Well, it’s finally here. The Service Bureau’s very own wide format daylight balanced viewing area (and the largest viewing area on campus)
Why should you view your test strips (or any print) in daylight balanced light? Viewing in daylight ensures that the colors that you are seeing are untainted by the various color casts present in other light bulbs and lighting conditions. It is essentially a pristine viewing environment in which you can assess your print and decide what changes (if any) you need to make.
Pretty big difference, right? So next time you print at the Service Bureau, don’t forget to step around the corner and view your print in the viewing area. We think you will be happy with the results.
As the halcyon days of late summer pass and we drag out our sweaters and flannel in preparation for a proper chicago fall, it is only natural for our thoughts to return to those carefree times when our days were spent lounging by the lake, and taking endless bike rides.
At the Service Bureau we spend our summers preparing and fine-tuning our operation for the return of students. For me that means mostly creating profiles for any new papers and printers as well as fine tuning those already in our system.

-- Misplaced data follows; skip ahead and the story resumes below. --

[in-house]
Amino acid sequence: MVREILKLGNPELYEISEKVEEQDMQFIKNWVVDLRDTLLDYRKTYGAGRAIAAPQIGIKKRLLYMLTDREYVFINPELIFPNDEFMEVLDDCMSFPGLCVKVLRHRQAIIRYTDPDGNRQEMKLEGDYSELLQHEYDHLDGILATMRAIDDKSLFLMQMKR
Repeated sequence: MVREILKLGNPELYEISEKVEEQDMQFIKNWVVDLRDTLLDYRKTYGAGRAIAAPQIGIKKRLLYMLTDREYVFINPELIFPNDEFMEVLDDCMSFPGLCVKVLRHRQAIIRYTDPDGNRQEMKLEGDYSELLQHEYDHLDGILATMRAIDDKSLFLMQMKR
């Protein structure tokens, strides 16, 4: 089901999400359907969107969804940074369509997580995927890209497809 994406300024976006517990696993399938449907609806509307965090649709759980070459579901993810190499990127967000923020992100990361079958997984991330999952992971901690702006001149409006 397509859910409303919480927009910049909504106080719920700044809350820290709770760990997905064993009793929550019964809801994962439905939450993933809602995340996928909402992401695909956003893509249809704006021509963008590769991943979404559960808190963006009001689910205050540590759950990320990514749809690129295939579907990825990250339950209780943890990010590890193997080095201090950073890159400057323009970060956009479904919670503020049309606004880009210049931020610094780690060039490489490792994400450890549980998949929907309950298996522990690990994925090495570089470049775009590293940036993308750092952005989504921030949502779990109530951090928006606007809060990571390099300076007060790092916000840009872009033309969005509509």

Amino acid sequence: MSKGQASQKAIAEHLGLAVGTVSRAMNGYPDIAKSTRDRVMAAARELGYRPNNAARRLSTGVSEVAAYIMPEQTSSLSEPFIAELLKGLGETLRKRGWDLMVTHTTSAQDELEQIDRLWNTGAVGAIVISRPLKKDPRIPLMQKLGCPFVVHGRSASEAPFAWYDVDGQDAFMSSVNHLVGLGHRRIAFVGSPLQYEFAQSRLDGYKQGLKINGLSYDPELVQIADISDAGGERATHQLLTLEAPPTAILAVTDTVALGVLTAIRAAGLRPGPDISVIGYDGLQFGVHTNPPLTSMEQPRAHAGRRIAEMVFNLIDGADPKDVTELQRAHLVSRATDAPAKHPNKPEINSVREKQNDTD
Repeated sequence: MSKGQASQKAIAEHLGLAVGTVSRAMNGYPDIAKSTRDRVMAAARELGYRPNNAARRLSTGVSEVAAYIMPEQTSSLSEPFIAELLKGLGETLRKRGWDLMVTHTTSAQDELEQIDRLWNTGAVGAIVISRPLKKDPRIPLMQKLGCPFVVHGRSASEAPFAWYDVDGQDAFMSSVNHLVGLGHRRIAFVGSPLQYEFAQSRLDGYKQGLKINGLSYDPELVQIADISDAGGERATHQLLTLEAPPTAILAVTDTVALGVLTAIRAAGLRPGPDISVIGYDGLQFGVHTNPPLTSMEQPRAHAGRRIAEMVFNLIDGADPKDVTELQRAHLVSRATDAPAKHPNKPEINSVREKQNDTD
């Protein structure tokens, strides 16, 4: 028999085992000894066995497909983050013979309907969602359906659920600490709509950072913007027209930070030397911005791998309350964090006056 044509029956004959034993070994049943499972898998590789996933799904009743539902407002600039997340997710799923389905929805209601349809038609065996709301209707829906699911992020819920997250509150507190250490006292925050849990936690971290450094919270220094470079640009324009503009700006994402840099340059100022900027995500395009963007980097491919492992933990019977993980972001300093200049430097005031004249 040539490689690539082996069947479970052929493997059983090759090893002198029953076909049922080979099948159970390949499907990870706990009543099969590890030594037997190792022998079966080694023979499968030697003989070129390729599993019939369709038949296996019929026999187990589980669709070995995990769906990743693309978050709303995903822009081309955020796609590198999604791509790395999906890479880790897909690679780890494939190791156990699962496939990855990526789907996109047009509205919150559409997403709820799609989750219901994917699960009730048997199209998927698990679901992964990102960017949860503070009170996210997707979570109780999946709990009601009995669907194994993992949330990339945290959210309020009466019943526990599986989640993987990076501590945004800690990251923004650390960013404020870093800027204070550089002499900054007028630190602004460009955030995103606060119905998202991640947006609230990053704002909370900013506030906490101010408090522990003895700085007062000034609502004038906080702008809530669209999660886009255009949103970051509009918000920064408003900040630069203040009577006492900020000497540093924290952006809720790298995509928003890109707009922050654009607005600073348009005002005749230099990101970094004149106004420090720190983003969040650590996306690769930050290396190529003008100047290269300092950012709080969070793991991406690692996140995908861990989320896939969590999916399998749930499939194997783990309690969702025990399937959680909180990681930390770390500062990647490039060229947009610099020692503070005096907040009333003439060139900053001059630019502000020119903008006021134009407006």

What does this mean exactly?
First of all, I am talking about ICC profiles. I create custom profiles for all our papers and printers. Put simply, this is the way we ensure that the colors you see in your file are interpreted correctly by our printers. (we have 4 printers by the way, 2 Epson 9800′s, an Epson 11880 and our newest Epson 9900)
This is done first by printing color swatches. Thousands of them for every paper and printer we have.
Then all the swatches must be “read” into the computer so the profiling software can compare the scanned results with what the program thinks the printed color should be. A few years back this meant reading them all with a handheld scanner. These days I get to use my best friend the Gretag-Macbeth IO scanning table and eye-one spectrophotometer. This takes a bit of time, but it’s mesmerizing to watch.
Once all the targets are read the program compares the results with its own data (tweaked to the parameters we tell it), then crunches the data and spits out a (hopefully) usable profile. If the results are not perfect, it’s back to printing and reading color swatches.
It’s all worth it though. The hours I spend creating these profiles ensure the highest quality of precision for your inkjet printing.
The weird part about it is that I actually enjoy it.
A question we are often asked at the Service Bureau is, “what’s the biggest job you have ever printed?”. The answer to the question is simple: The Art Institute of Chicago. Or more specifically, The Modern Wing.